Hell on earth

When a kidney stone taught me the meaning of agony, I also learned the limits of my own weak self.


Albert DiBartolomeo
April 27, 2000 8:00PM (UTC)

I've often wondered how I would
withstand great pain. I mean the pain
of
the body, that which registers on the
nerves, not that of loss or deprivation
that ravishes our emotional life.

When the pain came, would I behave with
some amount of stoicism and even
grim humor, like the protagonists in
Hemingway novels whom I so admired? Or
would I moan and howl in sounds far
beyond intelligible human speech?

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Last year I found out when a kidney
stone made
its slow passage through my right
ureter. You may not know what ureters are --
certainly you wouldn't be too aware that you
possessed them until a bit of solid
matter larger than the ureter's diameter
left your kidney for the journey to
the outside world.

This journey can begin suddenly, with
paralyzing force. "Like being hit
with a two-by-four," one friend told me.
"Like being shot with an arrow,"
said another. But no simile can
adequately describe pain, or pleasure
for
that matter; it must be experienced. We
can know the concrete causes of pain,
like pressure, too much heat, the
splitting of the flesh, but the
resultant
pain is an abstraction, and like all
abstractions it lies beyond the precise
grasp of language. We simply don't have
the words. We can have trouble, then,
describing our own pain and another's
pain, even when it manifests itself in
grimacing, say, or writhing. Ultimately
it remains metaphysical -- something to
doubt.

My kidney stone "attack" tugged me from
an uneasy sleep at 3:07 a.m. The pain
was then only a few degrees beyond
uncomfortable, and I
thought for some hopeful minutes that I
might have a strange muscle cramp or
that my innards were protesting against
the odd-tasting tofu burger I had
risked for
dinner. I tried to ignore it. I tried to
force my thoughts elsewhere. But
the pain was insistent. I massaged my
side and twisted this way and that, but
no amount of repositioning or rubbing
relieved the hot spike tunneling through
my abdomen.

The pain ascended through the long hours
of the early morning toward a
level that dwarfed all the other pains
I had known before, including an
abscessed tooth and torn ankle
ligaments. It nearly equaled the
spectacular
sensation of bringing a hammer down upon
my thumb, but that was brief in
comparison, a few minutes of localized
agony that then settled into a
bearable throbbing. The pain in my side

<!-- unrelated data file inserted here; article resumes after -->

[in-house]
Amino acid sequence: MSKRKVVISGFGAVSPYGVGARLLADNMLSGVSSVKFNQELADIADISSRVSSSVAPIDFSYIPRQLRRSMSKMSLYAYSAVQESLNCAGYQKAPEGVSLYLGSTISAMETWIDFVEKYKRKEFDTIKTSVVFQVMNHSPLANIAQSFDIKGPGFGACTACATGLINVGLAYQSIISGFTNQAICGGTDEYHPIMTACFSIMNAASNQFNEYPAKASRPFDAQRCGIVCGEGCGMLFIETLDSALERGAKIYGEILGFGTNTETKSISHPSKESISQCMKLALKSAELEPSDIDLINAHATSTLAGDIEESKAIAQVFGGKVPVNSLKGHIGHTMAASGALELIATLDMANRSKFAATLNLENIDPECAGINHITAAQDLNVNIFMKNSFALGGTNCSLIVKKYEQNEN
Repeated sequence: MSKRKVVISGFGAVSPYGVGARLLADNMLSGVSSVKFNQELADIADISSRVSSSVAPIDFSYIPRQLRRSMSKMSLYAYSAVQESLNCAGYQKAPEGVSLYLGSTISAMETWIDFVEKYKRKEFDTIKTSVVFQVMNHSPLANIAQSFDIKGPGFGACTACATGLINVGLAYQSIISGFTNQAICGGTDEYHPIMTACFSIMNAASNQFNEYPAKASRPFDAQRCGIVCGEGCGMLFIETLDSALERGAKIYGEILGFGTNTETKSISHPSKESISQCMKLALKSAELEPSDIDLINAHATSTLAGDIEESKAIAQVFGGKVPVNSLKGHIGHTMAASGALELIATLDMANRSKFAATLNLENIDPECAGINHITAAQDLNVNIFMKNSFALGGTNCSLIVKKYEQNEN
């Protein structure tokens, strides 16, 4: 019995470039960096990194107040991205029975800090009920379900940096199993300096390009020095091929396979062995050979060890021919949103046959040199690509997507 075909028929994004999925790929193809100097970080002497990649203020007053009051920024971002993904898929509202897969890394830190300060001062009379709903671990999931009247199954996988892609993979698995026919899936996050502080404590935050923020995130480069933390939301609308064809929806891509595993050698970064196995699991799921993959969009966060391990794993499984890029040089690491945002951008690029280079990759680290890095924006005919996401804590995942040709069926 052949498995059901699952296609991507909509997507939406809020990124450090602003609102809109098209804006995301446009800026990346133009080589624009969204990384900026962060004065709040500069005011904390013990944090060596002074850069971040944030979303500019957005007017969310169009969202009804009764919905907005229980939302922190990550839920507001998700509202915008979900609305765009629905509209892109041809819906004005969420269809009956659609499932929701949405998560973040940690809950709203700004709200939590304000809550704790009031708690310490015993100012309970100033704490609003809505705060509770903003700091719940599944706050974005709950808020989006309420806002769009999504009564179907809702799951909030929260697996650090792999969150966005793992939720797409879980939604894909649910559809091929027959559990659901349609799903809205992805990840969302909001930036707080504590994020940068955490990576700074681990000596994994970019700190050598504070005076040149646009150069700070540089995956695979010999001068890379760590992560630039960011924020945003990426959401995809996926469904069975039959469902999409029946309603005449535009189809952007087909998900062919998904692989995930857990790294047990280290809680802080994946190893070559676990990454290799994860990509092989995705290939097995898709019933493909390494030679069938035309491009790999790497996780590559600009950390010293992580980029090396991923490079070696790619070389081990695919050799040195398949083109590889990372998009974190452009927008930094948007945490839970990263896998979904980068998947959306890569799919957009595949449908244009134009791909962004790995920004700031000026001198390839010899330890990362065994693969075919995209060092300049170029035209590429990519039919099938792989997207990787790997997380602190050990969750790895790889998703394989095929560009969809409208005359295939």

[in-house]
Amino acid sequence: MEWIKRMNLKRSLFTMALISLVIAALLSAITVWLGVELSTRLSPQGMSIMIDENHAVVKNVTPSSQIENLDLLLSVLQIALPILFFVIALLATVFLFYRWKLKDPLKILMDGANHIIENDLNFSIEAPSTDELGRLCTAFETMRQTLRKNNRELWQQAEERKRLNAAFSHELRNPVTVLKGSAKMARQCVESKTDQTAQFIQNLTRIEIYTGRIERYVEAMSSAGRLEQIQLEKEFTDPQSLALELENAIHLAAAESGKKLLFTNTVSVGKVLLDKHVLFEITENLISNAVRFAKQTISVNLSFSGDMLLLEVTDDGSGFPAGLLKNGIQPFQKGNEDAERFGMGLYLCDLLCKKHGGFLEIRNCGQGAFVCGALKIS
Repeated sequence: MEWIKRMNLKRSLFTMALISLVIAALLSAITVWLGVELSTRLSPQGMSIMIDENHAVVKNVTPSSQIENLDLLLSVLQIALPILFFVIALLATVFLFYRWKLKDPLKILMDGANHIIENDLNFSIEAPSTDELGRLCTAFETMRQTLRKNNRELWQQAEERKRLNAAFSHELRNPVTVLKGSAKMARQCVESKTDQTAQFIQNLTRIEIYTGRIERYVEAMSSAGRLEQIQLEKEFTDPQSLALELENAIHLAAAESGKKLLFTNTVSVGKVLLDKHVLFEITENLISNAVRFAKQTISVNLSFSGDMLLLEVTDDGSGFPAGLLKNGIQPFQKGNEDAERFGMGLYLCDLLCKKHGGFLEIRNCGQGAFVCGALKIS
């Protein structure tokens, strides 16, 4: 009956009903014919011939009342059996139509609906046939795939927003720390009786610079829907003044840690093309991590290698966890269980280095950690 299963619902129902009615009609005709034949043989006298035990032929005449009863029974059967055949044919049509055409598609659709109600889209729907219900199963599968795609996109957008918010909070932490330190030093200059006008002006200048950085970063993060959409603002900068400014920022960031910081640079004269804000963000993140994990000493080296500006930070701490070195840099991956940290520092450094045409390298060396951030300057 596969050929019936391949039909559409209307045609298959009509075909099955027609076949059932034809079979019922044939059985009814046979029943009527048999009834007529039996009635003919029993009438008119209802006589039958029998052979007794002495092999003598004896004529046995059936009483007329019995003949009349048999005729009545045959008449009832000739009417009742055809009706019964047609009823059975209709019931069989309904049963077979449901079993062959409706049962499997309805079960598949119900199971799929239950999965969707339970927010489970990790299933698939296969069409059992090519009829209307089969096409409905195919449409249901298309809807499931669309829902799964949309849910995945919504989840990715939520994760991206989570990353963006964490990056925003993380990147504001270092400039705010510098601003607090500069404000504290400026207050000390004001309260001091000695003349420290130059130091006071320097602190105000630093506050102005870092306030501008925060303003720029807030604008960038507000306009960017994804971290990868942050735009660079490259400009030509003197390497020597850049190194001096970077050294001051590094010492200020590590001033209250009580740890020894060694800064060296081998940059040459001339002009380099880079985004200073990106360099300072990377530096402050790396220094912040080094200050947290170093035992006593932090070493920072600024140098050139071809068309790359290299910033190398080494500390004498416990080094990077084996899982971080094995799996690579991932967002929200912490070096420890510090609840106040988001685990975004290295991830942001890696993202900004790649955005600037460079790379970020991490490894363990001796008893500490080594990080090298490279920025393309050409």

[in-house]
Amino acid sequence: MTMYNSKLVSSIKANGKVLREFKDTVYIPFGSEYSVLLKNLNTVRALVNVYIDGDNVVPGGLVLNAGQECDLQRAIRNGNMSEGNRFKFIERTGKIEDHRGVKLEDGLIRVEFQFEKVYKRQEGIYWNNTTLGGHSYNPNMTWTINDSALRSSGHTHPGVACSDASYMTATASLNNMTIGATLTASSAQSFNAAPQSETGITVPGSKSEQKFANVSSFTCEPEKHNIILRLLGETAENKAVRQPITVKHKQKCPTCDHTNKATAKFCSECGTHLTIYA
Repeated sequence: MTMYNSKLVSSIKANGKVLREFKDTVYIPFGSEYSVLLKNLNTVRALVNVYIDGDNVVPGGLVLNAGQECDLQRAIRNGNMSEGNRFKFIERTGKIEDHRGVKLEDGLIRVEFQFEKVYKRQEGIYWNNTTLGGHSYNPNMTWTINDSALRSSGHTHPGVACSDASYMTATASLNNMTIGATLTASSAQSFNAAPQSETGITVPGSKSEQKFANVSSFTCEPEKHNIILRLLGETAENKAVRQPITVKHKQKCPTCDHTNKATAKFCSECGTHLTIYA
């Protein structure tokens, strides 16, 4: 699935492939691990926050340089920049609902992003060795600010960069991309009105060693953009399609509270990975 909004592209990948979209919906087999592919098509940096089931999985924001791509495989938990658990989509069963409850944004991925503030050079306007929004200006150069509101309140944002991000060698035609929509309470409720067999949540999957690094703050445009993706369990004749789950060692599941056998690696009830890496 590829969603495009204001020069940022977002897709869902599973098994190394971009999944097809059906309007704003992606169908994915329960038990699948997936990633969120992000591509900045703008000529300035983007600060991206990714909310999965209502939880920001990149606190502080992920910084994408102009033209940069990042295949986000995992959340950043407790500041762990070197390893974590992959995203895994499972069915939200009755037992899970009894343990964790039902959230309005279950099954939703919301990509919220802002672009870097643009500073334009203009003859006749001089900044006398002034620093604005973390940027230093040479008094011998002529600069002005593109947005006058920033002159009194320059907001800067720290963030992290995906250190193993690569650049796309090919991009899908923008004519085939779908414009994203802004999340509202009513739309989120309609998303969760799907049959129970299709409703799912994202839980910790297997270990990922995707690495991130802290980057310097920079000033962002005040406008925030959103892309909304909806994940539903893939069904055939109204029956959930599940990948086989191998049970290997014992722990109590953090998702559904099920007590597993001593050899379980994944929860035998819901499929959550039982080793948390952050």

was not just severe but unrelenting,
a continuous deep gnawing coupled with
cold sweats, nausea and other blades of
pain that radiated throughout the
confused coils of my digestion, causing
more
mischief there.

I paced the length of the house, took a
hot bath, tried some yoga and
breathing exercises taken from a dusty
New Age book I had once purchased as a
cure for all my ills. I pulled my hair,
pressed my temples, bit my fist.
Before all emotions left me, I cursed
with a flamboyance that, were I loud
enough, would surely have caused the
houseplants to wilt. At one point, I
curled up on the floor like the
insensate fetus I wished then to be.
But no
measure I took lessened the pain.

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When the sun fully rose, I was still in
pain, and still grinding my teeth
against it some hours later in the
emergency room of a local hospital. A
nurse inserted a shunt into the back of
my hand and hooked me up to an I.V.
meant to flush the stone from my
plumbing. It would be an additional hour of
pain
before I received a mainline of blessed
Toradol. In 20 minutes, the pain
began to retreat. In half an hour, I was
smiling, joking with the nurse and
listening to the prosaic conversations
of the staff, even as other emergency
cases groaned and yelped in the
curtained spaces about me. But I smiled
and
joked because of relief, not elation.
In fact, while I was still in the E.R., a
peculiar despair began to creep over me.

I was still despondent when I underwent
a CT scan two days later because
the "calculus" was taking its time to
leave my body. I had to wait an hour
before the procedure, and I spent the
time shivering in the thin hospital
robe, my socks and loafers, looking as
far from chic as a person can get.
Another man waited with me. He kept his
face in one battered magazine after
the other. We did not speak. He seemed
to want to be invisible, and so did
I. There was a subtext to this business
and it was a dark one.

While waiting, I thought back to the
attack and how my desire for the pain
to end quickly became a need exclusive